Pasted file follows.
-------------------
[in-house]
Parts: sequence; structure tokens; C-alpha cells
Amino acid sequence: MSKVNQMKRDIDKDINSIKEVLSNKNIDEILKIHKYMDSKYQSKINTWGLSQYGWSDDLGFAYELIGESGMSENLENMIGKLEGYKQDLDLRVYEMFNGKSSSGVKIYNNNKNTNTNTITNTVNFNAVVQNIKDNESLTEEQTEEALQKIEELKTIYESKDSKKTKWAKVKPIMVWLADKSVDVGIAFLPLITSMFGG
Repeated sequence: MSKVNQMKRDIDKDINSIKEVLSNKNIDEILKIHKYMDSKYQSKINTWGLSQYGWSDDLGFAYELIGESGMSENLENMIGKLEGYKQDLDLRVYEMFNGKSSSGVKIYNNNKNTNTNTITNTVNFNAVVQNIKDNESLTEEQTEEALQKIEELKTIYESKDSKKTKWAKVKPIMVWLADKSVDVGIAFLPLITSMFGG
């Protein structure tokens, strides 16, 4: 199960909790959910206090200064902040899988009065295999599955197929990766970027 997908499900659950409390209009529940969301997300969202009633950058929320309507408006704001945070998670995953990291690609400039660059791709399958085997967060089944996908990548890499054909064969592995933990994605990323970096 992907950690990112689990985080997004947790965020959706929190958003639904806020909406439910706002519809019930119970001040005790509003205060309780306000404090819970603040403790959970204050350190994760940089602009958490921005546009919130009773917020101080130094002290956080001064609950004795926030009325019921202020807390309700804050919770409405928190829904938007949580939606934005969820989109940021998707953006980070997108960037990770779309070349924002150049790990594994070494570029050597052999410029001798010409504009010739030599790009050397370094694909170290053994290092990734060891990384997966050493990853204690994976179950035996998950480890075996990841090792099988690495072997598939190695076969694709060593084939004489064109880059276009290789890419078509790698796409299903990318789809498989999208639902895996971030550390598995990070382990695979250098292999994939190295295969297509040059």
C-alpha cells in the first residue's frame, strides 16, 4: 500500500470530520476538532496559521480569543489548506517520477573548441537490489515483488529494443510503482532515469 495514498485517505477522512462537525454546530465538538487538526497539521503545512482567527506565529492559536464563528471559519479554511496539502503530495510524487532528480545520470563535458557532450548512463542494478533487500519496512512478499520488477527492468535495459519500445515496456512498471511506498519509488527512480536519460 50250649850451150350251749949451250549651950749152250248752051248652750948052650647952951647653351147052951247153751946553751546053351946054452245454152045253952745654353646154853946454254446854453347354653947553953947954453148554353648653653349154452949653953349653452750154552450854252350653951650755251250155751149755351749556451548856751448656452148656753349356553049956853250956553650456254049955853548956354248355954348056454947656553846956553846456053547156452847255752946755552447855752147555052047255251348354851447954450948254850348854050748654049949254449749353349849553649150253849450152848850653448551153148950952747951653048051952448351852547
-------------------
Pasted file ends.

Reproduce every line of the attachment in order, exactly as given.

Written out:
[in-house]
Parts: sequence; structure tokens; C-alpha cells
Amino acid sequence: MSKVNQMKRDIDKDINSIKEVLSNKNIDEILKIHKYMDSKYQSKINTWGLSQYGWSDDLGFAYELIGESGMSENLENMIGKLEGYKQDLDLRVYEMFNGKSSSGVKIYNNNKNTNTNTITNTVNFNAVVQNIKDNESLTEEQTEEALQKIEELKTIYESKDSKKTKWAKVKPIMVWLADKSVDVGIAFLPLITSMFGG
Repeated sequence: MSKVNQMKRDIDKDINSIKEVLSNKNIDEILKIHKYMDSKYQSKINTWGLSQYGWSDDLGFAYELIGESGMSENLENMIGKLEGYKQDLDLRVYEMFNGKSSSGVKIYNNNKNTNTNTITNTVNFNAVVQNIKDNESLTEEQTEEALQKIEELKTIYESKDSKKTKWAKVKPIMVWLADKSVDVGIAFLPLITSMFGG
């Protein structure tokens, strides 16, 4: 199960909790959910206090200064902040899988009065295999599955197929990766970027 997908499900659950409390209009529940969301997300969202009633950058929320309507408006704001945070998670995953990291690609400039660059791709399958085997967060089944996908990548890499054909064969592995933990994605990323970096 992907950690990112689990985080997004947790965020959706929190958003639904806020909406439910706002519809019930119970001040005790509003205060309780306000404090819970603040403790959970204050350190994760940089602009958490921005546009919130009773917020101080130094002290956080001064609950004795926030009325019921202020807390309700804050919770409405928190829904938007949580939606934005969820989109940021998707953006980070997108960037990770779309070349924002150049790990594994070494570029050597052999410029001798010409504009010739030599790009050397370094694909170290053994290092990734060891990384997966050493990853204690994976179950035996998950480890075996990841090792099988690495072997598939190695076969694709060593084939004489064109880059276009290789890419078509790698796409299903990318789809498989999208639902895996971030550390598995990070382990695979250098292999994939190295295969297509040059």
C-alpha cells in the first residue's frame, strides 16, 4: 500500500470530520476538532496559521480569543489548506517520477573548441537490489515483488529494443510503482532515469 495514498485517505477522512462537525454546530465538538487538526497539521503545512482567527506565529492559536464563528471559519479554511496539502503530495510524487532528480545520470563535458557532450548512463542494478533487500519496512512478499520488477527492468535495459519500445515496456512498471511506498519509488527512480536519460 50250649850451150350251749949451250549651950749152250248752051248652750948052650647952951647653351147052951247153751946553751546053351946054452245454152045253952745654353646154853946454254446854453347354653947553953947954453148554353648653653349154452949653953349653452750154552450854252350653951650755251250155751149755351749556451548856751448656452148656753349356553049956853250956553650456254049955853548956354248355954348056454947656553846956553846456053547156452847255752946755552447855752147555052047255251348354851447954450948254850348854050748654049949254449749353349849553649150253849450152848850653448551153148950952747951653048051952448351852547